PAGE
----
Previous Index Next


farmer, the butcher, and the drover that the Collie takes his most appropriate place in every-day life. The shepherd on his daily rounds, travelling over miles of moorland, could not well accomplish his task without his Collie's skilful aid. One such dog, knowing what is expected of him, can do work which would otherwise require the combined efforts of a score of men.

Little is known with certainty of the origin of the Collie, but his cunning and his outward appearance would seem to indicate a relationship with the wild dog. Buffon was of opinion that he was the true dog of nature, the stock and model of the whole canine species. He considered the Sheepdog superior in instinct and intelligence to all other breeds, and that, with a character in which education has comparatively little share, he is the only animal born perfectly trained for the service of man.

One of the most perfect working Collies in Scotland to-day is the old-fashioned black and white type, which is the most popular among the shepherds of Scotland. At the shows this type of dog is invariably at the top of the class. He is considered the most tractable, and is certainly the most agile. Second to this type in favour is the smooth-coated variety, a very hard, useful dog, well adapted for hill work and usually very fleet of foot. He is not so sweet in temper as the black and white, and is slow to make friends. In the Ettrick and Yarrow district the smooth is a popular sheepdog. The shepherds maintain that he climbs the hills more swiftly than the rough, and in the heavy snowstorms his clean, unfeathered legs do not collect and carry the snow. He has a fuller coat than the show specimens usually carry, but he has the same type of head, eye, and ears, only not so well developed.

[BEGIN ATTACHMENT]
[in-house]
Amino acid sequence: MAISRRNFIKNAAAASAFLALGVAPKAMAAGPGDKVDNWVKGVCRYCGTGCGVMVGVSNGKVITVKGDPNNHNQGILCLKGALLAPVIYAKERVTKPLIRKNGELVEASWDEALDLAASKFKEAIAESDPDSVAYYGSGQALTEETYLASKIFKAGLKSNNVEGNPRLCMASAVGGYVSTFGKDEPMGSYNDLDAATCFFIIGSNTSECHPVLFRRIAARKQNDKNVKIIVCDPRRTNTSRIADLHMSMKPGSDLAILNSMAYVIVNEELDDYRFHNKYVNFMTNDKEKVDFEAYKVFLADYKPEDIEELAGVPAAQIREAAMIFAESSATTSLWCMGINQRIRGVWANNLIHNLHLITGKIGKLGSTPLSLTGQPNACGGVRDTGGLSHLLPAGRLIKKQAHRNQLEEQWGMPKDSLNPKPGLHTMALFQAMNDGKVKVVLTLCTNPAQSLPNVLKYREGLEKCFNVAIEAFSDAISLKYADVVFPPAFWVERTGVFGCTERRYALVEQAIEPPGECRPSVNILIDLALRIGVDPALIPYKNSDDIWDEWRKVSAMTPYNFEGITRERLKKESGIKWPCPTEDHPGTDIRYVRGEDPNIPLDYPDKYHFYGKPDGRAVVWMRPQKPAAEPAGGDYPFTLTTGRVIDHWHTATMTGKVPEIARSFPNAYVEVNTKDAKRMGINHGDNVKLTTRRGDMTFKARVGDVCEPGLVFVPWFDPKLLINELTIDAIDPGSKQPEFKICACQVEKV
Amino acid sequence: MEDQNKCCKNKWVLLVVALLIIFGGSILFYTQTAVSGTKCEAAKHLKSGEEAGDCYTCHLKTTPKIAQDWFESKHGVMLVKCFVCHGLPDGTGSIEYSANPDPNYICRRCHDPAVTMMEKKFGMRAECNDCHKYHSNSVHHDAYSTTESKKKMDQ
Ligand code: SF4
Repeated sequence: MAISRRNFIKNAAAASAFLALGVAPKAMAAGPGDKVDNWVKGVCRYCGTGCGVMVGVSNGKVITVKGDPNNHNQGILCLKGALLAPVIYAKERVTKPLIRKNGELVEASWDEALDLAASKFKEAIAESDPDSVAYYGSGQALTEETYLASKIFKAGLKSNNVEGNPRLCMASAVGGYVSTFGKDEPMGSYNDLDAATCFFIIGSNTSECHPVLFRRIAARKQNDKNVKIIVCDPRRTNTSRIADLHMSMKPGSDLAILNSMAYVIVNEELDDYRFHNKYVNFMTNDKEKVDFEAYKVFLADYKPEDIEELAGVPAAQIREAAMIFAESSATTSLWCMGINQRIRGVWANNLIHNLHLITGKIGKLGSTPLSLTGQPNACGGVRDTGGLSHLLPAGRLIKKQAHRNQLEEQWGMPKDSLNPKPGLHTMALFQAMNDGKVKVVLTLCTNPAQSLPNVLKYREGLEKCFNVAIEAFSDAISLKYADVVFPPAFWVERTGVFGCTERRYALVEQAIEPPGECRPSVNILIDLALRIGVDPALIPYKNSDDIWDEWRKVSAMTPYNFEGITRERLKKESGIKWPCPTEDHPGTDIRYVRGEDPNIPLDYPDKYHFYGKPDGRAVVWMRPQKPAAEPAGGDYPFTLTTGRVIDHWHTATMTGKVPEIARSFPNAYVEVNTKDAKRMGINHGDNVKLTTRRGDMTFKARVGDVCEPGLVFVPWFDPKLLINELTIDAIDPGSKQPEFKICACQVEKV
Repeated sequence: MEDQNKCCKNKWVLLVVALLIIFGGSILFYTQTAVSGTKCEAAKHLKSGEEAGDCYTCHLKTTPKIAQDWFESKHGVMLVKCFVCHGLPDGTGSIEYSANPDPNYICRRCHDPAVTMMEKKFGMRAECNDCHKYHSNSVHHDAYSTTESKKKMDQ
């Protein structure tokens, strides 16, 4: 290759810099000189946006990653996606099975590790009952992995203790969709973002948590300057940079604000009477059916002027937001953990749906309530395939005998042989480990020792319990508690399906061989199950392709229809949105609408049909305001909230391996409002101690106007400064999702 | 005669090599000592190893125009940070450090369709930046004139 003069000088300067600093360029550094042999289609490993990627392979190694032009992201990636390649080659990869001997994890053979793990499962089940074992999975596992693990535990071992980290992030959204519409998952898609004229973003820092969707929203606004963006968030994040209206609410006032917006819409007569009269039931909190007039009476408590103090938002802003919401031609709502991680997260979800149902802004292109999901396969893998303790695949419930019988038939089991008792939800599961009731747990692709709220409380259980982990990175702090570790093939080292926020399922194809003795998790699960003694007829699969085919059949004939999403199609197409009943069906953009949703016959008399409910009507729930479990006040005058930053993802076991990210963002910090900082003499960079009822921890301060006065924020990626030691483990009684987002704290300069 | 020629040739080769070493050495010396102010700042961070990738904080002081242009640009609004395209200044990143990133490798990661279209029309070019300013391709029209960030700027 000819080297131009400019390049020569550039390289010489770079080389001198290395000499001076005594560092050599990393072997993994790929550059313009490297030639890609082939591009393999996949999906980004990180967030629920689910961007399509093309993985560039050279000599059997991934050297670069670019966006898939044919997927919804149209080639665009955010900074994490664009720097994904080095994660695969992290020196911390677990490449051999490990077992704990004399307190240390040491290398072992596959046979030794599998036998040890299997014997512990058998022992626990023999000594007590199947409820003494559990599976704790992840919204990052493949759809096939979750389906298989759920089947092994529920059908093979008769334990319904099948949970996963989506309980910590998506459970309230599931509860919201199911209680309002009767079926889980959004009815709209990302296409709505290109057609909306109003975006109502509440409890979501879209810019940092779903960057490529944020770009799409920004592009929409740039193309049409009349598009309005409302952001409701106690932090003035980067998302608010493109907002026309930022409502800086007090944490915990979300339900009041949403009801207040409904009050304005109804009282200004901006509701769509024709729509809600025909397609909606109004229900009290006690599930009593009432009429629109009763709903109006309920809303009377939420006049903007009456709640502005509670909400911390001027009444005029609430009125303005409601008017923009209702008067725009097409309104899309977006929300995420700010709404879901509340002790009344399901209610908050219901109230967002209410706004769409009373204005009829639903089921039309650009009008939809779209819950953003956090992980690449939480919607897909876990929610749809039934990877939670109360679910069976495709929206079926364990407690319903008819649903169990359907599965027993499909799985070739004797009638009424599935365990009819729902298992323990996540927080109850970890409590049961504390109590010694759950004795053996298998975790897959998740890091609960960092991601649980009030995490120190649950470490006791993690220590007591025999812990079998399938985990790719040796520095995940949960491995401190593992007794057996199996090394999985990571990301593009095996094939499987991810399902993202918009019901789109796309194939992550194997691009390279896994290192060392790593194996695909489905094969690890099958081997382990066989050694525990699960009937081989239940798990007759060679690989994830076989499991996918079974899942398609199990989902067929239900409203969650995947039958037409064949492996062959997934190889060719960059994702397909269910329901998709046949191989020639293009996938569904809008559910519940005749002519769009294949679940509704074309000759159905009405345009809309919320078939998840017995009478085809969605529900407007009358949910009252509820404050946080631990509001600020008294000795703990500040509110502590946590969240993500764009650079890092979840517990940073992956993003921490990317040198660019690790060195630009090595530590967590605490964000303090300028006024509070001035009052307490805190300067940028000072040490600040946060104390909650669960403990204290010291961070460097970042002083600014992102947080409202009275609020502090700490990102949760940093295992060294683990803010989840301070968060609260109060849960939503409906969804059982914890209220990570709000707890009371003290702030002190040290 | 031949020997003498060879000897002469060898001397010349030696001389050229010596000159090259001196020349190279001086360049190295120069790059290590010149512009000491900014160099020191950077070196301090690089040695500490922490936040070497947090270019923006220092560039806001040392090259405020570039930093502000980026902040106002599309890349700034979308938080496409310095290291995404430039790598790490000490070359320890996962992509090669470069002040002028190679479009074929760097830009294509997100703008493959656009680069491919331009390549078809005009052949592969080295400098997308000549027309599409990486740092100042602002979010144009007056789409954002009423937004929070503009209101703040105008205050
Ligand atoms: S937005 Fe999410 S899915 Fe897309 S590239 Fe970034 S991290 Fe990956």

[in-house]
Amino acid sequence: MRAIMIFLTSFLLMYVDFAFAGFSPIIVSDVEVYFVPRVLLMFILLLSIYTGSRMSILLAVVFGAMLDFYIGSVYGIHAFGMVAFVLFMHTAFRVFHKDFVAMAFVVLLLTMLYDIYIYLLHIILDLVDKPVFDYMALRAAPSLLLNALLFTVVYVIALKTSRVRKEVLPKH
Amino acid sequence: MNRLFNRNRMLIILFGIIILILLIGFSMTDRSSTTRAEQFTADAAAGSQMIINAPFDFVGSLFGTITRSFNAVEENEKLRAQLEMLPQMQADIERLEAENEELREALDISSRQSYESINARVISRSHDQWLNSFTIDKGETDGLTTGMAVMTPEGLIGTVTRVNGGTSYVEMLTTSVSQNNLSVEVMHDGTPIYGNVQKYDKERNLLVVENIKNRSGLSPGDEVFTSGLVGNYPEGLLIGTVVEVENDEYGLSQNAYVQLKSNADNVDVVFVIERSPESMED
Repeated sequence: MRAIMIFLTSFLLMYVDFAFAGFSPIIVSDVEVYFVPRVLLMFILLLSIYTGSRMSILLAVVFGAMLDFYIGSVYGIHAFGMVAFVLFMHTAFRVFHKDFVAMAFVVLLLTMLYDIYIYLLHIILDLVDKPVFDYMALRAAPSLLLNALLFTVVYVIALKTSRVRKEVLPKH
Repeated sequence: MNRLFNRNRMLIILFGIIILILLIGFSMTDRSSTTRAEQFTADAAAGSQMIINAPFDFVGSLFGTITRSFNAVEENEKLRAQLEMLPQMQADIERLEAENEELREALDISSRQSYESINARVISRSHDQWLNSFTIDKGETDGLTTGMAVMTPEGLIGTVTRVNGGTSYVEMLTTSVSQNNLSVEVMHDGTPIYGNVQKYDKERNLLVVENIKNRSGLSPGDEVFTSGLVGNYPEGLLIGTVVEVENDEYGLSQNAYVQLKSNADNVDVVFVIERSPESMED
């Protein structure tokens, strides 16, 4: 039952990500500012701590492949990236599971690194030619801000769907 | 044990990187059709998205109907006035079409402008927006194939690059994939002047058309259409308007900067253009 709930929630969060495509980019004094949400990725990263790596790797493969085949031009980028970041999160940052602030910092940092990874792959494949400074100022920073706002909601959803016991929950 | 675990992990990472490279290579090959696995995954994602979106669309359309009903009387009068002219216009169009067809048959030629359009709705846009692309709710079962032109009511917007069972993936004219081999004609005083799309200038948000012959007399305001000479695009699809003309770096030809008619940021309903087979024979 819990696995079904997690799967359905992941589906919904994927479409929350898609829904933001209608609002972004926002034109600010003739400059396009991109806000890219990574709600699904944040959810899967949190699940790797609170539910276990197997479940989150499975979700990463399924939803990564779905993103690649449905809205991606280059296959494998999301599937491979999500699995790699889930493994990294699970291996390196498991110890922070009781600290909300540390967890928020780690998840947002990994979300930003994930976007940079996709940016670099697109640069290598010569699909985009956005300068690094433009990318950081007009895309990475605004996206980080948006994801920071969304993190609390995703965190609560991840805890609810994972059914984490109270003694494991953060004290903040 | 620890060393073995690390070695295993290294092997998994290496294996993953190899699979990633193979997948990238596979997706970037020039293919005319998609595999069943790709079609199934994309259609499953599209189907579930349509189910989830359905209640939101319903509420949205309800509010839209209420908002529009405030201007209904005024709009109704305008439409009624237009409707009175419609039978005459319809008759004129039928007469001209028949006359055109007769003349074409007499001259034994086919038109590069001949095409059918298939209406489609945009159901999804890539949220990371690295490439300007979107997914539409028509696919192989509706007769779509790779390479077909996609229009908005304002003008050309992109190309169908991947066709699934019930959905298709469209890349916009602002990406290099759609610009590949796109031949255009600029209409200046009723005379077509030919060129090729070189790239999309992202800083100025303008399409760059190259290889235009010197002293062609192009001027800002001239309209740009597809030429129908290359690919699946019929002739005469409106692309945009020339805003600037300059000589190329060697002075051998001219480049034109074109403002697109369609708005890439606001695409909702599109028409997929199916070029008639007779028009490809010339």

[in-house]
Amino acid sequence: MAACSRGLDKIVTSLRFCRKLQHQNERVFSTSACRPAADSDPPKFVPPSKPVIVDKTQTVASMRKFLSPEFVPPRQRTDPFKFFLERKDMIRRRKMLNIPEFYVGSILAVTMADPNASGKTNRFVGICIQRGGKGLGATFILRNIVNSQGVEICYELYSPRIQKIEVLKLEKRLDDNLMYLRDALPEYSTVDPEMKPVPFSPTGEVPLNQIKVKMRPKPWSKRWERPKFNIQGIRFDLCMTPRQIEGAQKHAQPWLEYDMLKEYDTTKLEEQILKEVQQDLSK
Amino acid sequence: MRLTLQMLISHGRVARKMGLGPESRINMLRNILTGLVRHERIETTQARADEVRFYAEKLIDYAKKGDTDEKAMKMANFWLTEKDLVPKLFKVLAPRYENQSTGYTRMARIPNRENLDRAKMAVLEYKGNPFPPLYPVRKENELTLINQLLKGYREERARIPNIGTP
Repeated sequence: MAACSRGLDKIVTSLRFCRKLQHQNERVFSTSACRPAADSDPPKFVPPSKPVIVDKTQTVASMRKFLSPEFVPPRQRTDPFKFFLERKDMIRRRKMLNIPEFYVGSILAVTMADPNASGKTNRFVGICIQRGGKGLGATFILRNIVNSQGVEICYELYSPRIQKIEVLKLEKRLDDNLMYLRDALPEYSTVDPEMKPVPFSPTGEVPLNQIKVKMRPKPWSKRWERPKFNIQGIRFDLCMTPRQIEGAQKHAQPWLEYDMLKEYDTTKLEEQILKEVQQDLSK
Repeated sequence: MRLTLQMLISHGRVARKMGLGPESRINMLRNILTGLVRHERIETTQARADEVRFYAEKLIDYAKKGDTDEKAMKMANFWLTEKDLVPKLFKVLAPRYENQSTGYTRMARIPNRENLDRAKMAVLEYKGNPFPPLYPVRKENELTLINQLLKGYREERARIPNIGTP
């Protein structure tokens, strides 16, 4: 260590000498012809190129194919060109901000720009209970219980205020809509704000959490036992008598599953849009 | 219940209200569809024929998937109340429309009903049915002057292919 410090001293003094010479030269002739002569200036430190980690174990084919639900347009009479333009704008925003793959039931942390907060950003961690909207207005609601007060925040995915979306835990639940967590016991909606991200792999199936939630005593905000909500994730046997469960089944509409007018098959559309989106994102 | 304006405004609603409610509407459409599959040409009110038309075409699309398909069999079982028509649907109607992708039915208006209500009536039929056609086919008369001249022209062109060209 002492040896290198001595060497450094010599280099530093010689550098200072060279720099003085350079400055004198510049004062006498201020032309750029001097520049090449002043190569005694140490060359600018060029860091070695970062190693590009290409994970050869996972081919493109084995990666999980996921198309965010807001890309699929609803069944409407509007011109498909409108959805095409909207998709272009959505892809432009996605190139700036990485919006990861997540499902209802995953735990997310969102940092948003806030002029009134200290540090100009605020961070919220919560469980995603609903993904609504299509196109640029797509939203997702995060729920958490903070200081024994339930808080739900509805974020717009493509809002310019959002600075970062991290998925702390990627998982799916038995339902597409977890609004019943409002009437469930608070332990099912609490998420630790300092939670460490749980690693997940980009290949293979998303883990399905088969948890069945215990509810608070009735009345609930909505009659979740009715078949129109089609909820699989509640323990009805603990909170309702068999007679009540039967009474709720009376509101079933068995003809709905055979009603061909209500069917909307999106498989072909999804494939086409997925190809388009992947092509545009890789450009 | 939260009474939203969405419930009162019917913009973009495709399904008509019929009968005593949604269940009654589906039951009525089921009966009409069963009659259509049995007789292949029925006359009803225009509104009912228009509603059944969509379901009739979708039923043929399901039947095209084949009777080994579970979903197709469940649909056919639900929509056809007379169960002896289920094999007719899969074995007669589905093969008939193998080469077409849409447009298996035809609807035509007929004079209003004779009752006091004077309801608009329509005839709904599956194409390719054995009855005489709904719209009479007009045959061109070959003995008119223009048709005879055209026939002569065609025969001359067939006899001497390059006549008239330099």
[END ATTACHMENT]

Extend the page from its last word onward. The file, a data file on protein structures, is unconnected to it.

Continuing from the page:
Then there is the Scottish bearded, or Highland Collie, less popular still with the flock-master, a hardy-looking dog in outward style, but soft in temperament, and many of them make better cattle than sheep dogs. This dog and the Old

English Sheepdog are much alike in appearance, but that the bearded is a more racy animal, with a head resembling that of the Dandie Dinmont rather than the square head of the Bobtail. The strong-limbed bearded Collie is capable of getting through a good day's work, but is not so steady nor so wise as the old-fashioned black and white, or even the smooth coated variety. He is a favourite with the butcher and drover who have sometimes a herd of troublesome cattle to handle, and he is well suited to rough and rocky ground, active in movement, and as sure-footed as the wild goat. He can endure cold and wet without discomfort, and can live on the Highland hills when others less sturdy would succumb. In the standard adopted for judging the breed, many points are given for good legs and feet, bone, body, and coat, while head and ears are not of great importance. Movement, size, and general appearance have much weight. The colour is varied in this breed. Cream-coloured specimens are not uncommon, and snow white with orange or black markings may often be seen, but the popular colour is grizzly grey. Unfortunately the coats of many are far too soft and the undercoat is frequently absent.

Working trials to test the skill of the sheepdog have become frequent fixtures among shepherds and farmers within recent years, and these competitions have done much towards the improvement of the working qualities of the Collie. In general the excelling competitors at working trials are the rough-coated black and white Collies. The smooth-coated variety and the Beardie are less frequent winners. The handsome and distinguished gentlemen of the Ch. Wishaw Leader type are seldom seen on the trial field, although formerly such a dog as Ch. Ormskirk Charlie might be successfully entered with others equally well bred from the kennels of that good trainer and fancier, Mr. Piggin, of Long Eaton. A good working Collie, however, is not always robed in elegance. What is desirable is that the shepherd and farmer should fix a standard of points, and breed as near as possible to that



Previous Index Next